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Frank Thomas has always been huge, but the affable Big Hurt more than filled the screen last Thursday morning on the WGN-TV news. He was there to hype Going Yard, The Everything Home Run Book, where the book jacket tells us that Thomas wrote the foreward and provided commentary for veteran sportswriter Lew Freedman. Frank was to appear at a suburban book store that evening to meet fans and sign autographs.
Thomas knows a few things about hitting home runs, having belted 521 over 19 seasons. Not bad for a guy who prided himself on hitting for average while utilizing a working knowledge of the strike zone. Perhaps his finest skill was hitting strikes and being content to draw a walk. For his career, the Big Hurt had a .419 on-base percentage, which ranks him 20th all-time.
Ted Williams, who some consider the greatest hitter ever, reached base more often than anyone with a mind-boggling .482 mark. Like the Big Hurt, Teddy Ballgame also ended his career with 521 home runs. Of course, Williams missed parts of five seasons to serve in World War II and the Korean War. Meanwhile, injuries compromised Big Frank's career - he was hurt in 2001 and also in 2004-05 - but he rebounded nicely, slugging 39 homers for Oakland in 2006.
Thomas arrived on the South Side in 1990, fresh off three years at Auburn University where he also played tight end on the football team. Listed at 6-feet-5 and 240 pounds during his playing days, he appears to have put on a few pounds, although one would not call him fat. Especially to his face.
Thomas and Jim Thome stand out as the two guys in the Steroid Era who played it straight and still managed to bang the ball out of the park. These are two big, strong guys. You would expect them to hit for power.
Brent Lillibridge is another story. When he smacked Homer No. 6 last Wednesday in Boston, not only did it come at an opportune time - it broke a 3-3 tie in the sixth inning - but it also once again elicited a where-would-we-be-without-this-guy reaction.
Coming into this season, Lillibridge was a borderline player, splitting his time between Triple-A and the big club. He had three career homers prior to 2011 and never hit higher than .224. Prior to one of his demotions to the minors, Ozzie Guillen said Lillibridge needed to learn how to take better advantage of his speed. There never was a remote hint that he needed to hit the ball out of the park.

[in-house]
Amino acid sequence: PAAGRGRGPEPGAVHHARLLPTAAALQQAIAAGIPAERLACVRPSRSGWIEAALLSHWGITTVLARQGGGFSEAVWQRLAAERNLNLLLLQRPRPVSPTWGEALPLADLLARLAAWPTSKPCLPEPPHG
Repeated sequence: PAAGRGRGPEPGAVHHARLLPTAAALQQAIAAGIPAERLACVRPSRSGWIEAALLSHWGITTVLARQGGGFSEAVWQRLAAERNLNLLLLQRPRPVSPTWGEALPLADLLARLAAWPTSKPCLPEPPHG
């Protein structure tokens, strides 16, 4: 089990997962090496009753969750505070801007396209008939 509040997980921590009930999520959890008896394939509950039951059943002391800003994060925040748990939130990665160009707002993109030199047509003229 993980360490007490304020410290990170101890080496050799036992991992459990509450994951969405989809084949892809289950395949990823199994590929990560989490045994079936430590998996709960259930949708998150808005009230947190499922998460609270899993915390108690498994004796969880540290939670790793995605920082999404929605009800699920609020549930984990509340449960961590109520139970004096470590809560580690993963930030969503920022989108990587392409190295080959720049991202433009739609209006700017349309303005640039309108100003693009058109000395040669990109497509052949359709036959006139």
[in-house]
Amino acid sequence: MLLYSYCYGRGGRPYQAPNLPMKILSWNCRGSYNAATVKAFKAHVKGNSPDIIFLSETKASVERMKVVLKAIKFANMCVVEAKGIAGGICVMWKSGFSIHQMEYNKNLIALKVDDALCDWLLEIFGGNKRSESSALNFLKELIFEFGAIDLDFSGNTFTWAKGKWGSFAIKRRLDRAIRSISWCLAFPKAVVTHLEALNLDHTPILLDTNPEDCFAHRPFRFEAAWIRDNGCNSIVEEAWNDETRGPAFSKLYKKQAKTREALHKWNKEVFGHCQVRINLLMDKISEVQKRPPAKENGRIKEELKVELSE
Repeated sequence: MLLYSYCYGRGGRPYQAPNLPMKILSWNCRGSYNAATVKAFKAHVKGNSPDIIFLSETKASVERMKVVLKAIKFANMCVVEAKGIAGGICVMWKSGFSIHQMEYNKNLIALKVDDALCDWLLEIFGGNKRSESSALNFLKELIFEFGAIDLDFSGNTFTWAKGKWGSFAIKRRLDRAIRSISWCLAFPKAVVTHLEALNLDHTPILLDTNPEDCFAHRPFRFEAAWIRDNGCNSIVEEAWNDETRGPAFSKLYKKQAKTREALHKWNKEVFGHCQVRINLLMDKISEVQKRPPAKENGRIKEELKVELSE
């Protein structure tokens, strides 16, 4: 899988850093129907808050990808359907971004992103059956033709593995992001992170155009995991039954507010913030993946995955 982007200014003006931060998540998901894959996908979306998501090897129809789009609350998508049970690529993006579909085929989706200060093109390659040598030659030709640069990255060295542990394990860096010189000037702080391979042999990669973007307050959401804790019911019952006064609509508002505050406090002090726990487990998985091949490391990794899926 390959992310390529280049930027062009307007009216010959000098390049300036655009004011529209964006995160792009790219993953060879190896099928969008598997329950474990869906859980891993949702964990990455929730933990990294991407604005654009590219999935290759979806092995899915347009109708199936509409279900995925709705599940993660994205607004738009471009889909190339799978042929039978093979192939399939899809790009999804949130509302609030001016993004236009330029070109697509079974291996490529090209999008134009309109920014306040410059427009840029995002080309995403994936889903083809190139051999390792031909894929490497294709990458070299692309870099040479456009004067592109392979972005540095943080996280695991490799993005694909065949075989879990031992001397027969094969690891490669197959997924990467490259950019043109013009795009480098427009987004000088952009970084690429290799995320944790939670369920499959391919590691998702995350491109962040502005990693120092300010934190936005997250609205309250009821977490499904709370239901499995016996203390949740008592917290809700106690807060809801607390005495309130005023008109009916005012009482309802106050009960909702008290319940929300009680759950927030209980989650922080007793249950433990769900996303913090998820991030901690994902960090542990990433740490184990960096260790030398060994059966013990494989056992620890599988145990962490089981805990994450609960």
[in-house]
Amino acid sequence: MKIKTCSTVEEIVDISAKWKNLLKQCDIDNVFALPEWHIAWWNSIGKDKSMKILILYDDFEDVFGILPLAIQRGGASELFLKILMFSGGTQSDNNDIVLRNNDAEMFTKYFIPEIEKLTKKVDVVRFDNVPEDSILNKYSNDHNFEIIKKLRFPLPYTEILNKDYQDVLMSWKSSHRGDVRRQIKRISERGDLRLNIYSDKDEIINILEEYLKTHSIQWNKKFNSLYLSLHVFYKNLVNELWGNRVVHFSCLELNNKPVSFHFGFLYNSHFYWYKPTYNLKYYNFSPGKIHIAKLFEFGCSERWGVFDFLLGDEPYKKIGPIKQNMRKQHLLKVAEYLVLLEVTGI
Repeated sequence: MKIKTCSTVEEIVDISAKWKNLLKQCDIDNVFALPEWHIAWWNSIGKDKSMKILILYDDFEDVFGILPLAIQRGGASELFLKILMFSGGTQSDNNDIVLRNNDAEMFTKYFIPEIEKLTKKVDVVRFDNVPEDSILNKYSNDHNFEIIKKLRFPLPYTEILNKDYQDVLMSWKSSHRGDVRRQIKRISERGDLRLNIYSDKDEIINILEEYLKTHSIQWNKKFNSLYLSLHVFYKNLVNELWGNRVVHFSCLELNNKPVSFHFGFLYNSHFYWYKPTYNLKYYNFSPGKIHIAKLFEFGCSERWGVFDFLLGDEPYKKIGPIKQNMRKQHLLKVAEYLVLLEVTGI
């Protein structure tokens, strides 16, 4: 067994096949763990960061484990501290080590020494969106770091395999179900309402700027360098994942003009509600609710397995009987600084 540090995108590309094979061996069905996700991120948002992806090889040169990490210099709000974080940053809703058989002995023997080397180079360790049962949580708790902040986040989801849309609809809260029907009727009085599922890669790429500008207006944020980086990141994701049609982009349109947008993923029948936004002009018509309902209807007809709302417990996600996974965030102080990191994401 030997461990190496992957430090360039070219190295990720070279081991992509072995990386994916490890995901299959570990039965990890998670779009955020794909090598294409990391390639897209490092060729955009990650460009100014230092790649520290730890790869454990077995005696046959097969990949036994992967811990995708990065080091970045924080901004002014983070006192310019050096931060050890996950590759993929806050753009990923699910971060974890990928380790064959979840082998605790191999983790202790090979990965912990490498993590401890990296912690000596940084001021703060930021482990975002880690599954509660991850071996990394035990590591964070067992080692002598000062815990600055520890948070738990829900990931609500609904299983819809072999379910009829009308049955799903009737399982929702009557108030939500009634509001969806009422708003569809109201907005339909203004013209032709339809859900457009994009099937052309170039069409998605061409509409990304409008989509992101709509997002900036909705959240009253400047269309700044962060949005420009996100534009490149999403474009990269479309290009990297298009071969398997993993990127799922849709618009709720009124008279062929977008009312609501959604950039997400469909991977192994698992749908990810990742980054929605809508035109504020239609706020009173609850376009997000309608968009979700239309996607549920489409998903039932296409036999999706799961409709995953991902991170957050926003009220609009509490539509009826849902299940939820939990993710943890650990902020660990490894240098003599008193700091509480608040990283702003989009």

The Sox Web site lists Lillibridge at 5-11 and 185 pounds, which seems like a stretch. However, you don't have to be a big guy to be strong and quick. We got a good look last week at Red Sox second baseman Dustin Pedroia - a former Rookie of the Year and MVP. He and Lillibridge are about the same size. Pedroia has a wicked swing. He's very quick and is capable of hitting for power.
Don't misunderstand - Brent Lillibridge won't generate MVP votes any time soon. But generating bat speed? That's another story. He's been hitting the ball to the left side with authority.
In addition, now that he's experiencing some success, his confidence is rising. Compare Lillibridge's approach at the plate to the season's other big surprise: Adam Dunn. No one could have predicted that two months into the season Lillibridge would out-homer Dunn.
Consider the mental approach these days of a player like Dunn. He's signed a four-year $56 million contract, but he's hitting less than .180, leading the majors in strikeouts, and he's basically helpless against left-handers.
With six more strikeouts Saturday and Sunday, the fans did what fans do: they booed. Dunn had a chance to tie the game in the bottom of the ninth on Saturday, but he grounded out. Think he's feeling any pressure?
At the same time, the big fella is leading the team in walks. (Who would walk him? Evidently Dunn's reputation has preceded him.)
Management avers that Dunn "will be just fine." He is being paid a fortune to hit homers just like he has for the past 10 years.
On the other hand, Lillibridge draws a check just above the MLB minimum to, well, make the team, fill in as needed, and stay positive. At this point, Lillibridge is the game's greatest bargain while Dunn is the biggest flop. Lillibridge can play a variety of positions, and Ozzie now is finding places for him on a regular basis.
Take Friday night's fifth inning in the series opener against the Tigers. Lillibridge - in his finest Adam Dunn imitation - lined (quick bat) Homer No. 7 to lead off, giving the Sox a 5-3 cushion. Another home run when the team truly needed one.
Dunn is next, and he breaks his 0-for-40 streak against lefties. Not a home run. Not a line drive off the wall. Not even a stinging single to right. No, the big guy hits a little looper between first and second and - in his best Brent Lillibridge imitation - beats the pitcher to first for an infield hit. It's supposed to be the other way around.
So while we wait for Dunn to be "just fine" and Lillibridge continues his unlikely heroics, the team sweeps the Red Sox at Fenway but drops an important series to the Tigers at The Cell. Having played 30 of 43 games on the road between April 18 and June 1, the schedule now favors the Sox if you believe in home-field advantage.
However, if Dunn continues his swoon, it matters not whether the Sox are playing at The Cell or in Peoria. It's simply dandy that Lillibridge isn't who we thought he was; that Beckham and Morel are beginning to look like they belong; that the pitching has improved; that Paulie and A.J. are "all in"; that Ramirez likes warm weather; and that Pierre occasionally makes a great catch. Without Dunn looking more like the Big Hurt and less like the Brent Lillibridge of past seasons, this team is destined to remain right where it is.
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